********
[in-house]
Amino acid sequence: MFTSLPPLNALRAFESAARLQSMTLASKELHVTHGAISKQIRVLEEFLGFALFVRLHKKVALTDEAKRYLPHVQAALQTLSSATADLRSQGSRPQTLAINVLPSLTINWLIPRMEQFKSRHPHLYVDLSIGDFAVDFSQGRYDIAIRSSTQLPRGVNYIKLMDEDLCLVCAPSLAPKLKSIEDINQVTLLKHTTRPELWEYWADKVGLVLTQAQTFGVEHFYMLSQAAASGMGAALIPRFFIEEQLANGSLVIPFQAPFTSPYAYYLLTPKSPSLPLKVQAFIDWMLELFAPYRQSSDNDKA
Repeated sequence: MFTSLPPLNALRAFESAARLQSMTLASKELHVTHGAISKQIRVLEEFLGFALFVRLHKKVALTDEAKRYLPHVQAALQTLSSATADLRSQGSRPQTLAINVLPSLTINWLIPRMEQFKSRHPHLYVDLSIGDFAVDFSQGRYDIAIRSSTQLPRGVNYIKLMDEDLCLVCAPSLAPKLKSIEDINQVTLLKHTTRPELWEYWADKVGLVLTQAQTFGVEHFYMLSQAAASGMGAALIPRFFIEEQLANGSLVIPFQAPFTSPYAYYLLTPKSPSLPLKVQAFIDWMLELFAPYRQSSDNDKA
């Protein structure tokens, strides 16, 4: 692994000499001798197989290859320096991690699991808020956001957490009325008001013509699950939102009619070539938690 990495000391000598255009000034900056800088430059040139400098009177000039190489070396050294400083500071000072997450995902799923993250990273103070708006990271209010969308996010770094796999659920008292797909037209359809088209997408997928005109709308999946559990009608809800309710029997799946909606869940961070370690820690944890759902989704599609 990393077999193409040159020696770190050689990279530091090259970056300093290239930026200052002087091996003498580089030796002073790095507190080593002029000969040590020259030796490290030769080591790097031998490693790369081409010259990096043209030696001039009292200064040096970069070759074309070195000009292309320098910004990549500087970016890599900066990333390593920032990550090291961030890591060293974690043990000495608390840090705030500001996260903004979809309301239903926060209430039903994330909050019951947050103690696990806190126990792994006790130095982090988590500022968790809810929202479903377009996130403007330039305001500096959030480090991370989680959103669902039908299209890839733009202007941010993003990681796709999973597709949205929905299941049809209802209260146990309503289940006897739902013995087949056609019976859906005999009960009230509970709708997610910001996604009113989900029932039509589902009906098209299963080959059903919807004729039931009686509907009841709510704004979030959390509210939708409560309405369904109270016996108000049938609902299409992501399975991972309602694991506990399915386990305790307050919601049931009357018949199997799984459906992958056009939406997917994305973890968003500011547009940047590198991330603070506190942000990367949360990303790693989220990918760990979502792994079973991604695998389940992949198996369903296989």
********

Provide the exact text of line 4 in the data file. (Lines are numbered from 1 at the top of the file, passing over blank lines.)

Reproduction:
């Protein structure tokens, strides 16, 4: 692994000499001798197989290859320096991690699991808020956001957490009325008001013509699950939102009619070539938690 990495000391000598255009000034900056800088430059040139400098009177000039190489070396050294400083500071000072997450995902799923993250990273103070708006990271209010969308996010770094796999659920008292797909037209359809088209997408997928005109709308999946559990009608809800309710029997799946909606869940961070370690820690944890759902989704599609 990393077999193409040159020696770190050689990279530091090259970056300093290239930026200052002087091996003498580089030796002073790095507190080593002029000969040590020259030796490290030769080591790097031998490693790369081409010259990096043209030696001039009292200064040096970069070759074309070195000009292309320098910004990549500087970016890599900066990333390593920032990550090291961030890591060293974690043990000495608390840090705030500001996260903004979809309301239903926060209430039903994330909050019951947050103690696990806190126990792994006790130095982090988590500022968790809810929202479903377009996130403007330039305001500096959030480090991370989680959103669902039908299209890839733009202007941010993003990681796709999973597709949205929905299941049809209802209260146990309503289940006897739902013995087949056609019976859906005999009960009230509970709708997610910001996604009113989900029932039509589902009906098209299963080959059903919807004729039931009686509907009841709510704004979030959390509210939708409560309405369904109270016996108000049938609902299409992501399975991972309602694991506990399915386990305790307050919601049931009357018949199997799984459906992958056009939406997917994305973890968003500011547009940047590198991330603070506190942000990367949360990303790693989220990918760990979502792994079973991604695998389940992949198996369903296989």